Tennessee Titans’ Jake Locker Suffers a Lisfranc Injury: What is that?
Jake Locker, quarterback for the Tennessee Titans, suffered a serious injury, a Lisfranc injury, Sunday during the Titans’ game against the Jacksonville Jaguars.
The injury occurred during the second quarter of the game, which the Titans ended up losing 31-17, when Locker took a hit from a Jaguars’ linebacker.
It is probable that Locker will undergo surgery for the injury, and it is expected to keep him out of play for the rest of the season. Locker was placed on the injured reserve list on Tuesday.
Ryan Fitzpatrick took Locker’s place in Sunday’s game, and may replace him as the starter for the rest of the season.
After hearing this somber news, a question a lot of fans have been asking is: What exactly is a Lisfranc injury? And why is it so serious that it’s taking him out of play for the rest of the season?
A Lisfranc injury involves the Lisfranc joint, a joint located at the point where the metatarsal bones and the tarsal bones connect, and usually occurs with a twisting injury.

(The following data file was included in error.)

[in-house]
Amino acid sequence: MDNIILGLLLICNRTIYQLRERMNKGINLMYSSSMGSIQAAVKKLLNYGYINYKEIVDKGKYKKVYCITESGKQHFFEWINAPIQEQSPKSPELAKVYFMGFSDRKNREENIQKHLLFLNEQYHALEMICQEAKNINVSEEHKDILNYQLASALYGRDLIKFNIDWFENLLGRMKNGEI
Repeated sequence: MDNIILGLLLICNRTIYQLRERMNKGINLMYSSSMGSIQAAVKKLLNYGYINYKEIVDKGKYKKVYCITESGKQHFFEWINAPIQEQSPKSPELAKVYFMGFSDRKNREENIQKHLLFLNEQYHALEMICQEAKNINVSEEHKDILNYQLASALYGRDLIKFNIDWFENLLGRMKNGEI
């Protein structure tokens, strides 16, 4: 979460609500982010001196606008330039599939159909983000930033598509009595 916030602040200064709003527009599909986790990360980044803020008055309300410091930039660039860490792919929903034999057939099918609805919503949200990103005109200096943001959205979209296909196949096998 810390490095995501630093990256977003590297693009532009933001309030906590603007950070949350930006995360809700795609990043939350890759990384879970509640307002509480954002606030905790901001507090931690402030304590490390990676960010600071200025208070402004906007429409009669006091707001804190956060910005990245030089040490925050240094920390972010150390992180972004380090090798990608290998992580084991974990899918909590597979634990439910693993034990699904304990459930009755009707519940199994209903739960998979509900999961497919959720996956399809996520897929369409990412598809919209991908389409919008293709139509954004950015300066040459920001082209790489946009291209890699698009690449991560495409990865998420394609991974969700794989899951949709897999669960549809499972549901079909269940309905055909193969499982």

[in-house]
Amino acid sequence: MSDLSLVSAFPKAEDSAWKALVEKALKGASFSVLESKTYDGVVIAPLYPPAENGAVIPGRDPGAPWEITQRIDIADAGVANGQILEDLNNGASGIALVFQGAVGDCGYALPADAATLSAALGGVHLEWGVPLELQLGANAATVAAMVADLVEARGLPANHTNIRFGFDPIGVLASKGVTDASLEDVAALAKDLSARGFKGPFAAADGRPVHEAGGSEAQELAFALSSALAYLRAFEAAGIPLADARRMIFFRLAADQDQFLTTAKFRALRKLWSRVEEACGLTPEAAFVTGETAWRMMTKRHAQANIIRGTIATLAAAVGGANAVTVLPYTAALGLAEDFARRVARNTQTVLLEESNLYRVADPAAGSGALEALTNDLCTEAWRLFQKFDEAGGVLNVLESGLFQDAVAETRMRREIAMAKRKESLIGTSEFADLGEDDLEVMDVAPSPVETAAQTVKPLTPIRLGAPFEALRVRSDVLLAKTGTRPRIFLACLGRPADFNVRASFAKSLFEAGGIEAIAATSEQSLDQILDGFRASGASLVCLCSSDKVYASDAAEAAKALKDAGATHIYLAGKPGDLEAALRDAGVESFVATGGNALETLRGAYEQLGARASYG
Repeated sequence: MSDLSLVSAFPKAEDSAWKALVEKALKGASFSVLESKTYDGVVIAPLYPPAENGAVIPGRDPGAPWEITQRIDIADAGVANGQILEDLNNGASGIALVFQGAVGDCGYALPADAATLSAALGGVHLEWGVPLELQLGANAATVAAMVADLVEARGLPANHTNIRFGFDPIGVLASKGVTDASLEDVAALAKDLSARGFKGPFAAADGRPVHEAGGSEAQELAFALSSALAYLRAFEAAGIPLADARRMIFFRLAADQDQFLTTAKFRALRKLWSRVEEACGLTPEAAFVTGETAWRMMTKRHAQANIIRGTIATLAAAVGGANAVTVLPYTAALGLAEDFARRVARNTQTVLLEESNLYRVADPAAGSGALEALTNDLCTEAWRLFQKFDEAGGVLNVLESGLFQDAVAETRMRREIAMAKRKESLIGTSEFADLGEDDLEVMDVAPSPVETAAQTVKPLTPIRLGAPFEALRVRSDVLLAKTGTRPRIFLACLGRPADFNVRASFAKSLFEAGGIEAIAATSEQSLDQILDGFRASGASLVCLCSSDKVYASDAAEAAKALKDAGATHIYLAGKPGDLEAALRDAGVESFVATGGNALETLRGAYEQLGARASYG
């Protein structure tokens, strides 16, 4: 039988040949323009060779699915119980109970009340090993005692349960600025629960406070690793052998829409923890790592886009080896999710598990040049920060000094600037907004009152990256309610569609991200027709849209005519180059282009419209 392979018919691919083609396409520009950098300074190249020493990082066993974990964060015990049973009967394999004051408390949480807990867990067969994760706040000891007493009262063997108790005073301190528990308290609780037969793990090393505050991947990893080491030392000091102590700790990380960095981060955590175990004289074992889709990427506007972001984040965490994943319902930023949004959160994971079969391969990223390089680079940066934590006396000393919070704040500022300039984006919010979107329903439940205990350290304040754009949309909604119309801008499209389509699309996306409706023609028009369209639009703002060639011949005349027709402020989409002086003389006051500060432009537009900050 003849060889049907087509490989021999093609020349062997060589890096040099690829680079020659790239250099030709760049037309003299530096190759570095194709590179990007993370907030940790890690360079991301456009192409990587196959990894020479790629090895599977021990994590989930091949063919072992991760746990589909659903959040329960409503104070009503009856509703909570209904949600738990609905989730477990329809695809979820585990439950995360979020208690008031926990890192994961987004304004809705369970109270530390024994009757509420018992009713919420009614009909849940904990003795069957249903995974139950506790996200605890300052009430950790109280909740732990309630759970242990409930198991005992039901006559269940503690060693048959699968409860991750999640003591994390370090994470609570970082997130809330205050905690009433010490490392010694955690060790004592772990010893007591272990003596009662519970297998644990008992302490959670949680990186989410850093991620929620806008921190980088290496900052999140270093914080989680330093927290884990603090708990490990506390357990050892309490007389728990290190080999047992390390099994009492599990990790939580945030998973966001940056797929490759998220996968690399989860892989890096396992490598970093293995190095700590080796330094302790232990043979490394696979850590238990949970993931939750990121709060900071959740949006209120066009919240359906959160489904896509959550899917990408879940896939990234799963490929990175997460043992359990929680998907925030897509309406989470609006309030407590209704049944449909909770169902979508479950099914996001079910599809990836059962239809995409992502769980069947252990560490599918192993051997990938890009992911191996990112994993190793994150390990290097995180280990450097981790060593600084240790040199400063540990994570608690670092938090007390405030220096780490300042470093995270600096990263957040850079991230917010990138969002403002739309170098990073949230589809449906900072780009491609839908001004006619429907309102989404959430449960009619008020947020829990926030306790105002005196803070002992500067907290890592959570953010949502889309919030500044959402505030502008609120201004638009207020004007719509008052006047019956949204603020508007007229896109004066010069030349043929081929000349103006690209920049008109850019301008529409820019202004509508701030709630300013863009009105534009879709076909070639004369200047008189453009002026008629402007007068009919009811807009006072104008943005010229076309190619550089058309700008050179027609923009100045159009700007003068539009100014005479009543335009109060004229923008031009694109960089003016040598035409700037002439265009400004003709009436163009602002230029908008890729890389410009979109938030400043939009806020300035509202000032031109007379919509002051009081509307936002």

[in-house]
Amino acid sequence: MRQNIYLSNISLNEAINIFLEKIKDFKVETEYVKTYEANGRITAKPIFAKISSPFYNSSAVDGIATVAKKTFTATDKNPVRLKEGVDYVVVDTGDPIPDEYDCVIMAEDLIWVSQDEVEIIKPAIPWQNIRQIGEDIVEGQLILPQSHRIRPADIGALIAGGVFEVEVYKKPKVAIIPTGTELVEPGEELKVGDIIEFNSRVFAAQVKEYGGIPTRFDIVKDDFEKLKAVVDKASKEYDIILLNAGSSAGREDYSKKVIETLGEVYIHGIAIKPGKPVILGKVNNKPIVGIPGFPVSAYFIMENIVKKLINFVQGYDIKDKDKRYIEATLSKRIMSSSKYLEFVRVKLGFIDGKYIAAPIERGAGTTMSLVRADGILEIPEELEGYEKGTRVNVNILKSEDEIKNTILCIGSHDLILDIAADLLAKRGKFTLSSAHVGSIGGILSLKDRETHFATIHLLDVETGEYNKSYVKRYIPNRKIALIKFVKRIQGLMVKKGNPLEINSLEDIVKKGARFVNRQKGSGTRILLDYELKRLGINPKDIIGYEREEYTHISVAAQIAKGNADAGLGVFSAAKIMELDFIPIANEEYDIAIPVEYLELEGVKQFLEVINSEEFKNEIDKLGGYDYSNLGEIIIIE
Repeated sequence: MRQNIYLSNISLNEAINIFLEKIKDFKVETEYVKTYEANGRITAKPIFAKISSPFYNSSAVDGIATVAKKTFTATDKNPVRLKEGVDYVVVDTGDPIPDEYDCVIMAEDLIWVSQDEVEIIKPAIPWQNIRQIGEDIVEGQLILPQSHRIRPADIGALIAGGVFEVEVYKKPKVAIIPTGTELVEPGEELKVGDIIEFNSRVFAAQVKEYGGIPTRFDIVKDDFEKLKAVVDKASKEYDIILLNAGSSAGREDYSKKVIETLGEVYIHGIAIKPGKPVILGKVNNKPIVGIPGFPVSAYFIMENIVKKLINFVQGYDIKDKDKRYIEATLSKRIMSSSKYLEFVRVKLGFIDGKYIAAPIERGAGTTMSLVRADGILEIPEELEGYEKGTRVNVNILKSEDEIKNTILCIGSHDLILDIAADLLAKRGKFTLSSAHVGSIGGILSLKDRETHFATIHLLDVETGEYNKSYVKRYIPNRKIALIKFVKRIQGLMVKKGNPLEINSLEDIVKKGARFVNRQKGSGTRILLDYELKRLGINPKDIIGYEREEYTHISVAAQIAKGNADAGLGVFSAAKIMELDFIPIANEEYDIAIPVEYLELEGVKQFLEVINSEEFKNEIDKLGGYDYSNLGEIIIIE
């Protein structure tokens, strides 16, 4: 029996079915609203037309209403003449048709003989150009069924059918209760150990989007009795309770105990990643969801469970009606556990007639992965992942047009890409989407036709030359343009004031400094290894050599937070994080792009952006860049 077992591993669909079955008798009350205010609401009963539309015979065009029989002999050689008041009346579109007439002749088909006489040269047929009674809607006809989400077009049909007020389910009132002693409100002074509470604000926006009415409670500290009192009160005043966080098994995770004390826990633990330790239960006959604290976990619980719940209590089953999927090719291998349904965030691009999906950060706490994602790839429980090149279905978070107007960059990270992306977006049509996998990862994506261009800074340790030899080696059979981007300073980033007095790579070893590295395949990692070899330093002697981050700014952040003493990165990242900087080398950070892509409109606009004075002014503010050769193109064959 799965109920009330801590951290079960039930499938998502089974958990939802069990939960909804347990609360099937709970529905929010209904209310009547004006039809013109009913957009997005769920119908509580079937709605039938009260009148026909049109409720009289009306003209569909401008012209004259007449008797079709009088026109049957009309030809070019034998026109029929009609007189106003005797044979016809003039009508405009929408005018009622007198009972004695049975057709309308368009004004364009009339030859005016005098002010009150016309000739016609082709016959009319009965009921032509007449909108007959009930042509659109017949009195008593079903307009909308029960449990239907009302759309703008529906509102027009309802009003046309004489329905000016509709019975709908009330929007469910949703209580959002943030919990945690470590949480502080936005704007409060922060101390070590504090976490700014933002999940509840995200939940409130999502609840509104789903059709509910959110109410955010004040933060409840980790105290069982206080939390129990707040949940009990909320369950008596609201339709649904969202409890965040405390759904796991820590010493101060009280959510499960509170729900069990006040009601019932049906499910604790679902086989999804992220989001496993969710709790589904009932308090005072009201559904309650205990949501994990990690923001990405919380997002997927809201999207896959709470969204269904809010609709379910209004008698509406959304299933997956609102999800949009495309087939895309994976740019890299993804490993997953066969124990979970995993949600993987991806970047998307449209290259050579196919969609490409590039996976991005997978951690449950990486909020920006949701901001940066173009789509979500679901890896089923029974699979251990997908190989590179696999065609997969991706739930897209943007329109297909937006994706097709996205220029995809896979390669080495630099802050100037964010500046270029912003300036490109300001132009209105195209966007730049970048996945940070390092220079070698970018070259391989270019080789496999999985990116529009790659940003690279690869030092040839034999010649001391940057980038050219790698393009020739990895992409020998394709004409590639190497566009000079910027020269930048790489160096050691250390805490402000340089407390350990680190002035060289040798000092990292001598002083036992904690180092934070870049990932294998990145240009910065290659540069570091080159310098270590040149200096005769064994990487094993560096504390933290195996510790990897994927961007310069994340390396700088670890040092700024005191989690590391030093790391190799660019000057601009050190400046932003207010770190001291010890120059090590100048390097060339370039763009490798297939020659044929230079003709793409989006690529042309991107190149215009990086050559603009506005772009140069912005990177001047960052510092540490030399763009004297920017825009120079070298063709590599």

The Lisfranc joint takes its name from a surgeon in Napoleon’s army, Jacques Lisfranc de St. Martin (shown above), who became well-known for his foot amputations and for studying the anatomy of the midfoot, where the Lisfranc joint is located. The surgeon saw Lisfranc injuries in soldiers when they would fall from their horses and get a foot stuck in the stirrup. He became skilled at performing amputations on these soldiers, and Lisfranc de St. Martin became the first person to document the injury in 1813.
This injury is most common among equestrians, like the soldiers Lisfranc de St. Martin operated on, football players, runners, and victims of automobile accidents.
Lisfranc injuries vary in severity, but these injuries can be complex and complications after Lisfranc injuries can, and often do, occur.
We wish Locker the best with his recovery, and hope to see him back on the field as soon as possible.
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